Sunday, January 28, 2018

Mahopac-Carmel Hockey (Hockey Fights Cancer)

In case you missed it, this is what you looked like (and sounded like) on Friday night, as Mahopac and Carmel met at the Brewster Ice Arena. Harold and I have the call. Harold wanted to try shooting video, and I was grateful for the effort. As for the call, though I was on about two hours sleep (not advisable), I was still proud and excited to be a part of this game.

Monday, January 15, 2018

Lots of Basketball Today!

Join the legendary Shawn Sailer and me today for the fourth annual Martin Luther King, Jr Basketball Classic from Webster Bank Arena in Bridgeport, CT.

We'll go live at 10:55!

11am: Fairfield Ludlowe Falcons/Bridgeport Central Hilltoppers
1pm: Career Magnet Panthers/Warren Harding Presidents
3pm: Xaverian Clippers/Notre Dame of Fairfield Lancers
5pm: Wilbur Cross Governors/Bassick Lions

Listen LIVE:

Robcasting Radio is on Mixlr

Plus check out our archive at or or

Thursday, January 04, 2018

On Faith and Good Deeds

A snowy and windy day led to a tough view out the window
I'm not known for being a man of faith.

A man of spirit? Yes, I'll buy into that, but religion and I tend to not be the best of friends.

Not to say I don't respect such. I count members of clergy among friends. I also ran the controls for several faith-based shows, including "On Faith," which ran for almost a year on WGCH, hosted by The Rev. Dr. Jim Lemler, who was the priest-in-charge of Christ Church in Greenwich.

He also became my friend, and I was pleased to interview him last summer as a way of sending him off into retirement.

Father Elias Villis, whose son Nick is a 2018 captain at Brunswick, has become a social media friend.

Further, I'm now a broadcaster for Fairfield Prep, a Jesuit school.

But there's some deep-rooted stuff here. No need to go through it all.

I'll only allow that faith played a role in the destruction of a relationship, but that was also 30 years ago.

So I've long made it known I belong to "the Church of Baseball," and when discussing "godlike" things, Babe Ruth is normally mentioned.

That being said, I've been known to have many a conversation with my late father, including a long graveside chat a few Christmases ago, when I spent the day alone.

So it's safe to say I'm (perhaps) confused, skeptical, or whatever.

I'm burying the lede here.

Perhaps you're aware that we had a pretty large snowstorm around metro New York today. Boston is getting pummeled, and there's snow all along the east coast.

As in parts of Florida.

Coupled with the snow is wind. Gusting, it is.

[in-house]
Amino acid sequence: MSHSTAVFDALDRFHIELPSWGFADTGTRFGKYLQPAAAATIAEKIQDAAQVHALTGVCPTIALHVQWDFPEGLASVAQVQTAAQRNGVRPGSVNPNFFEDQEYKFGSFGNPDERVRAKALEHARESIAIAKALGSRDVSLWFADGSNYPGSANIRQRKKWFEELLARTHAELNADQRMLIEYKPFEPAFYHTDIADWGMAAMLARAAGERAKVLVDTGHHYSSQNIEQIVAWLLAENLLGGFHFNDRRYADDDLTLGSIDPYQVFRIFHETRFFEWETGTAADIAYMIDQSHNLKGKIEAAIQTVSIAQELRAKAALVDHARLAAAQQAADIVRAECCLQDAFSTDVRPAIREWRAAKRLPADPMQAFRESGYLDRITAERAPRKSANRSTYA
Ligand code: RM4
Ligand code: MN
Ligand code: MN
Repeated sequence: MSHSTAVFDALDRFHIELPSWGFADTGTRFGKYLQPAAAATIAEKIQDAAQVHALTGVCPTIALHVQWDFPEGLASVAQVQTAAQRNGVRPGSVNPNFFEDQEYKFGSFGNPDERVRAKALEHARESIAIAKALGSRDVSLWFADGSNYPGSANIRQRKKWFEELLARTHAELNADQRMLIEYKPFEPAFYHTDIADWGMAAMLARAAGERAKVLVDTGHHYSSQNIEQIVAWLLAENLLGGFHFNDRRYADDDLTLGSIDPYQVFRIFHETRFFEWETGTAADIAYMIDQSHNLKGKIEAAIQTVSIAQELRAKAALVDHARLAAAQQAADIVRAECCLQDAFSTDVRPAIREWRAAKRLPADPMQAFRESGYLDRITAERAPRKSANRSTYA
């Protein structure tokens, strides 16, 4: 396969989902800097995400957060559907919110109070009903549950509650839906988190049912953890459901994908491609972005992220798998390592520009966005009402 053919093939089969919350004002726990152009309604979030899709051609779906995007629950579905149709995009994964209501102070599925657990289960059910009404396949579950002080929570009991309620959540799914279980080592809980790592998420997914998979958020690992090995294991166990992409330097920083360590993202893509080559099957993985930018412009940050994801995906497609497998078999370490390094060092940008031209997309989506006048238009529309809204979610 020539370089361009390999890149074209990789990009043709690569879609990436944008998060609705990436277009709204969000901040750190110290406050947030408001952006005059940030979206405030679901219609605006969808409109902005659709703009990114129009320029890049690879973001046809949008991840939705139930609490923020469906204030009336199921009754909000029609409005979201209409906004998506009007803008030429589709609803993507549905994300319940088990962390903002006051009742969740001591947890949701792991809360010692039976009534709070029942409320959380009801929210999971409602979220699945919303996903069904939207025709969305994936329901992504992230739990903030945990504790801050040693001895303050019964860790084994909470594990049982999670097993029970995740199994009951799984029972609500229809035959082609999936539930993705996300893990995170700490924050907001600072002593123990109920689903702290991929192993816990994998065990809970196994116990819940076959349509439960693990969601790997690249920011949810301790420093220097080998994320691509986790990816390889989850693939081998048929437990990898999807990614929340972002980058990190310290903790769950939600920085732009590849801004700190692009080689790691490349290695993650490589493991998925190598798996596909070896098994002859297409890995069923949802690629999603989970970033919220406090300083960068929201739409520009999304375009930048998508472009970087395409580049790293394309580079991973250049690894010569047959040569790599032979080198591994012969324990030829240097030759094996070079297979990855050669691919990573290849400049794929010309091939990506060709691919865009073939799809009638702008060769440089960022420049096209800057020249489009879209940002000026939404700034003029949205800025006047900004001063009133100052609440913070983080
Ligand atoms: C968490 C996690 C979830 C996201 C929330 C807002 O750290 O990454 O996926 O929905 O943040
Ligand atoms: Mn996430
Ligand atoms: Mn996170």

For the past decade, I've had a snow blower, but it hasn't worked for a few years. We didn't worry about fixing it because a childhood friend of mine would stop by and plow us out.

But his plow is shot.

So it was up to me, and that's fine. I made my peace with it.

I bundled up and prepared for bitter cold temperatures. I kept reminding myself to go slow, and lift with my legs.

Folks, the truth is that I'm the prototype for being in the news for dying of a heart attack while shoveling the snow. That is not to exaggerate. At all.

The snow was heavy, and trips down the road from the plow made the bottom of the driveway look really uninviting.

But I promised I would be patient. I shoveled some, then stopped and cleaned my car. Shoveled, then checked my phone (tomorrow's Fairfield Prep/Notre Dame-West Haven game is postponed to Saturday at 6:30 p.m...listen live at

I found out virtually every school has closed. What has happened to us?

The shoveling continued, and I made my way down the driveway (to be fair, it's not very long). In the meantime, a plow had once again come down the road. I was relieved I hadn't cleaned the bottom of the driveway just to watch the plow put more back.

He went to the end of the road and cleaned it diligently. I stopped and watched to catch my breath.

As I got to the bottom of the driveway, creating a column so that I could then go row by row across, the plow began to pass me. I stopped so that I could wave to him (and catch my breath again).

He stopped.

I resumed.

Then I heard a voice: "Take a step back."

I did as I was told. He backed up, angled the plow to his left, and pushed the monster pile at the bottom of the driveway to my left.

"That's all I can do," he said, and moved along.

I stood there, stunned. It was too late, but I wanted to offer him coffee or water or something.

He was gone.

I could do just one thing. I glanced skyward.

"Why do I think you had something to do with that?" I asked my father.

I finished up, came inside, and got warm.

I won't say where the plow was from, because I don't want anyone to get in any trouble, but I feel profoundly grateful tonight.

I'm not a heathen (I'm a baptized Methodist, for the record).

But I figure somewhere, both Rev. Lemler and Fr. Elias are having a divine smile.

Or it was a really nice coincidence.

I'm a tough egg.